Four things I’m reading this week:
And We Have a Cyber Czar: Earlier this week, the White House confirmed that Rob Joyce, former head of NSA’s Tailored Access Operations Unit, will be the new cybersecurity coordinator. This is a critical role that sets the tone for how the government will address cybersecurity policy and respond to threats going forward. Joyce built his career inside the intelligence community, so much of his work has been far from the public eye. But in 2016, he gave a public talk at the Usenix Enigma Security Conference on how organizations can defend themselves from nation-state threats. His message back then was simple: sophisticated intruders win because they know the network better than the defenders whose job it is to defend it. If you’re going to defend your network, you have to understand what you’re protecting, and take control of your environment to make it work for you instead of against you. Needless to say, listening to Joyce’s 2016 talk is a great opportunity to learn how the administration’s new cybersecurity coordinator thinks, and to learn a thing or two about defending your network.
I'm reading and watching:
The New Administration’s Cybersecurity Priorities: In our second headline from inside the administration this week, Tom Bossert, the Homeland Security Advisor, gave a keynote and Q&A at CSIS’s Cyber Disrupt conference. In the keynote, he discussed increased cybersecurity spending, the major challenges facing federal cybersecurity, and moves to concentrate federal cybersecurity controls and responsibility in OMB, with ongoing assistance from DHS and DOD.
It’s a useful opportunity to see how one of the primary architects of the new administration’s thinking on security sees the challenges we face today.
I'm reading: "Cyber Disrupt 2017: Keynote: Next Steps for Cybersecurity After a Decade of Lessons Learned.”
Three Challenges for the Web, According to its Inventor: Twenty-eight years ago on March 12th, Sir Tim Berners Lee first proposed the World Wide Web. To mark its 28th birthday, this week he shared his take on the three biggest challenges facing the Internet today. At the top of his list? Our lack of control over our personal data, the ease with which misinformation spreads on the web, and the opacity and rising power of political ads. This is a great list for cybersecurity experts to think about, because while these challenges aren’t exactly “cybersecurity” challenges, we have all seen malicious actors use cyber-enabled means to exploit these. The more uncertainty and exploitability exists in the networks we use to communicate every day, the greater the drive will be for criminals and nation-states to exploit those systems.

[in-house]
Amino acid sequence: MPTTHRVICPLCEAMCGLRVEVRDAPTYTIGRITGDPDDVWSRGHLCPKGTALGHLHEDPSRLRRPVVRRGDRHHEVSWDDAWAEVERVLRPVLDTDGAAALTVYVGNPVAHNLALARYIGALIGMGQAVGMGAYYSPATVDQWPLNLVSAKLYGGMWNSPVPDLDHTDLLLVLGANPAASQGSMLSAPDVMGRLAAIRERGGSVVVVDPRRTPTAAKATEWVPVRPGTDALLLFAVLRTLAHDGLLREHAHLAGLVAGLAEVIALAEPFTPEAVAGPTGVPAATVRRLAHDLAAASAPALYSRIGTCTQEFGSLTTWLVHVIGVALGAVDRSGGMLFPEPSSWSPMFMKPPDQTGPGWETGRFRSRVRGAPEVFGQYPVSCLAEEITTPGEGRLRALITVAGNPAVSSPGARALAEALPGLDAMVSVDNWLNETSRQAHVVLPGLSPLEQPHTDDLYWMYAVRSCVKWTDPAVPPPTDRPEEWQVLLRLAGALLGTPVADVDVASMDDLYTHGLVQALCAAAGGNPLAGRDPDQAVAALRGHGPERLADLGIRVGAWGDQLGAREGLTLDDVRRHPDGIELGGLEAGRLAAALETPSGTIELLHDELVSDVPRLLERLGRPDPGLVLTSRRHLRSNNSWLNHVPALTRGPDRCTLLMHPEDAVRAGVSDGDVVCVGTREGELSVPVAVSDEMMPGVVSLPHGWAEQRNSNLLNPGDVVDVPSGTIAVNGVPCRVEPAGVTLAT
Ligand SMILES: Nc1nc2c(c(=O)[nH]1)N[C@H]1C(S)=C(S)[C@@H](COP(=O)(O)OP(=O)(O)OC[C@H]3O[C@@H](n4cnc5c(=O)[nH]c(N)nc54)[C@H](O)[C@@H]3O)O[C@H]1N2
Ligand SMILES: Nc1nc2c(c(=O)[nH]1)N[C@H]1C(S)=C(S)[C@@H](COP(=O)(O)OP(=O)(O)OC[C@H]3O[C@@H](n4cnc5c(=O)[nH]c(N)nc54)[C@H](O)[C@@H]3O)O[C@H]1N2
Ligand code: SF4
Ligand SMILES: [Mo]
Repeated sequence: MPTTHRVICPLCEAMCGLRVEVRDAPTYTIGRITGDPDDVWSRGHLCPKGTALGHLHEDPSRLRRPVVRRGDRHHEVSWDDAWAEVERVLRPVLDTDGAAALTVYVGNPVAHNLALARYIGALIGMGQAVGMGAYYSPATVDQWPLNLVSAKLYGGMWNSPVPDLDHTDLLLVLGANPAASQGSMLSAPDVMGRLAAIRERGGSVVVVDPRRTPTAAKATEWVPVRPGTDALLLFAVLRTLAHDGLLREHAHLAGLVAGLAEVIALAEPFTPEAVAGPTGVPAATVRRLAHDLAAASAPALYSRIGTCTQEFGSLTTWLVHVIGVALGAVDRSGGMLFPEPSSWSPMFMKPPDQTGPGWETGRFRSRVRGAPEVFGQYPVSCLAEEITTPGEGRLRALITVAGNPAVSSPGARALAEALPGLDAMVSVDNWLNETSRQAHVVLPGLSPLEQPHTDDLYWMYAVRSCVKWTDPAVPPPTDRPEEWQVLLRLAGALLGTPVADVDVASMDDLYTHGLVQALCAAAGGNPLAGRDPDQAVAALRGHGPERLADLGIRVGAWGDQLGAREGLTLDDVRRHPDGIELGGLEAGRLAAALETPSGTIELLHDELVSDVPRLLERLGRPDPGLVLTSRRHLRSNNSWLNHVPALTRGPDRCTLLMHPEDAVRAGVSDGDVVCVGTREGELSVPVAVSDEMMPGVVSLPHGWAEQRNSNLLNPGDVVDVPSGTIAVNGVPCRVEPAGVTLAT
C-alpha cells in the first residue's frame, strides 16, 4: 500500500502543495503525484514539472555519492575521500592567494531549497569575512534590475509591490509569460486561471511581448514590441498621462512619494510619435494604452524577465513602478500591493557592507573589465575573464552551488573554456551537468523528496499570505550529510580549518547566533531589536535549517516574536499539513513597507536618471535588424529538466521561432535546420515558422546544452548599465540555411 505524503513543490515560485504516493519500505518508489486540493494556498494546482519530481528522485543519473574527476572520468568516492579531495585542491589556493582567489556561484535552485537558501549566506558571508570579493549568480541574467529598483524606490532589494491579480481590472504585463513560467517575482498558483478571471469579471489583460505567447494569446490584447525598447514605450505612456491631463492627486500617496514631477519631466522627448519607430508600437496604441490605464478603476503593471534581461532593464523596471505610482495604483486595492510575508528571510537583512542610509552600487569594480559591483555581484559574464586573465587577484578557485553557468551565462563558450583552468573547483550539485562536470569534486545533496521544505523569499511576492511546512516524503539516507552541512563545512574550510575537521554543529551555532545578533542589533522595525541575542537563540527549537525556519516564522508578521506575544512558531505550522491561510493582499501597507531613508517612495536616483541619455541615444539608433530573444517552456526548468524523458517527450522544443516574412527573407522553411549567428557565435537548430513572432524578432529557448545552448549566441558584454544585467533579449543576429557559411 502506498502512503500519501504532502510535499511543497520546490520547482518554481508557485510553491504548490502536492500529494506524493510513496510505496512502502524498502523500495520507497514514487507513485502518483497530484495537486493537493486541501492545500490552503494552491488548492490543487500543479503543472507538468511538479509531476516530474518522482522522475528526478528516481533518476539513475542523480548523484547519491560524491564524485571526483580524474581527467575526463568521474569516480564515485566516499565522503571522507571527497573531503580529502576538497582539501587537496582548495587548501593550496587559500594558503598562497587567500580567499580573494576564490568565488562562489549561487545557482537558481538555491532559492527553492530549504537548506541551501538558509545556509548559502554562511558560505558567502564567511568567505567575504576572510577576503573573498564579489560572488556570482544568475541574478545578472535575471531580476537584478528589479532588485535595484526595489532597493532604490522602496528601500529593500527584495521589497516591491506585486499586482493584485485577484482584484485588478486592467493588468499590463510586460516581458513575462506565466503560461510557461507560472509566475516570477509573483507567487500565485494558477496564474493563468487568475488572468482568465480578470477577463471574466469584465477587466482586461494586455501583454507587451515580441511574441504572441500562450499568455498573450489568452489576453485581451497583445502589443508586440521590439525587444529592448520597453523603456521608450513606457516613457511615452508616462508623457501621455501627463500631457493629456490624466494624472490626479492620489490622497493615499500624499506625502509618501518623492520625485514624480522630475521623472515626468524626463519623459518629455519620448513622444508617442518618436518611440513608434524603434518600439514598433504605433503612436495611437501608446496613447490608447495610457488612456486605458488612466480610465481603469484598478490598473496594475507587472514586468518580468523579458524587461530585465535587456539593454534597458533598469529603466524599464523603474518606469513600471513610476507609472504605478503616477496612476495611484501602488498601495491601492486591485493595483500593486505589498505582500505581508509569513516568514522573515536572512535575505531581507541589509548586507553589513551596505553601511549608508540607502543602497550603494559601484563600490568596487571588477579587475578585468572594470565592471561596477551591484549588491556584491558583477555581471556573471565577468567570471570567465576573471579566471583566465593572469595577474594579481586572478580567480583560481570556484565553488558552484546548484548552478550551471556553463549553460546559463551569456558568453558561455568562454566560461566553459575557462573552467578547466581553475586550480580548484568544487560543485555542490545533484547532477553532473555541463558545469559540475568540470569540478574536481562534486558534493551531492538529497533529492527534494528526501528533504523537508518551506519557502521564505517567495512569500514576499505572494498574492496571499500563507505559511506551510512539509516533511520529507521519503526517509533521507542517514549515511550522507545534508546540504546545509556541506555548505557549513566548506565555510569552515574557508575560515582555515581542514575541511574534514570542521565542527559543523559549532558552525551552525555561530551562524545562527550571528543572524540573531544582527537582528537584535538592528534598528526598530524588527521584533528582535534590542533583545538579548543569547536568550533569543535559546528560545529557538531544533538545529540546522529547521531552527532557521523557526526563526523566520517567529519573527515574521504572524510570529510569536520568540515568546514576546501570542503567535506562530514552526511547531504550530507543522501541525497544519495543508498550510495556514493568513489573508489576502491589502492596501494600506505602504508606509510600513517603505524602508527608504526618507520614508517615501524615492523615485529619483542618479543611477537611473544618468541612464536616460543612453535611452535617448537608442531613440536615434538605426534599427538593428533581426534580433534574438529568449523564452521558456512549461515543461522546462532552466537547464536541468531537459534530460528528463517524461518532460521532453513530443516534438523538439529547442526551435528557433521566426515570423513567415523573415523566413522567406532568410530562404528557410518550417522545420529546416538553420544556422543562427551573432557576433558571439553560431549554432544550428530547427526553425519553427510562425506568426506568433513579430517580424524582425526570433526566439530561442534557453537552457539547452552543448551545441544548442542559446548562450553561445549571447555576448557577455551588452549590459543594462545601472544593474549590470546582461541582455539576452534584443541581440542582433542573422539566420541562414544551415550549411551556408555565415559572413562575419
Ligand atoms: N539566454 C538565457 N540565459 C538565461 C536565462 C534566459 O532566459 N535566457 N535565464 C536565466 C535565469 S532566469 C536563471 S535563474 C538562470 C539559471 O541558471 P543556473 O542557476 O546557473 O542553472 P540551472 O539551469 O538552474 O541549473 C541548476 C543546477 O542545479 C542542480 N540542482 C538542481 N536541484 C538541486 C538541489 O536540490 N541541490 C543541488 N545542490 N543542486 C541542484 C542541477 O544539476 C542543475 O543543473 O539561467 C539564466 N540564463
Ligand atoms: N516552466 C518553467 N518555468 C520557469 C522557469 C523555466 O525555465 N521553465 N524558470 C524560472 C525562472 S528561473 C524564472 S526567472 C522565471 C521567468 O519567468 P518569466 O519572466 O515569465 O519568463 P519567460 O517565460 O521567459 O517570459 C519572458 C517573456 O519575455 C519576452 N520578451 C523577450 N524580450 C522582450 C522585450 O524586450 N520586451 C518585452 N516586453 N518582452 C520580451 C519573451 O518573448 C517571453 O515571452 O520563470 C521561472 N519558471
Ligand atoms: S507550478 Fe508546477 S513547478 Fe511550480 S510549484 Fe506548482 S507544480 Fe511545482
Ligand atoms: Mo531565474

In short, these challenges may not be cybersecurity challenges, but (in addition to being essential concerns in their own right) they demonstrate exactly why cybersecurity is so important.
I'm reading: "Three challenges for the web, according to its inventor."
North Korea Targets Banks: Symantec has identified a North Korean-linked hacking group known as “Lazarus” as behind a string of efforts to target financial/banking organizations around the world. Given North Korea’s focus on organized crime and cyber-enabled activities as a means to project power, this shouldn’t be that surprising. Nevertheless, the scope of the campaign makes this a striking example of nation-state resources being aimed at private institutions for some combination of intelligence collection and financial gain.
I'm reading: "North Korean hacking group behind recent attacks on banks: Symantec."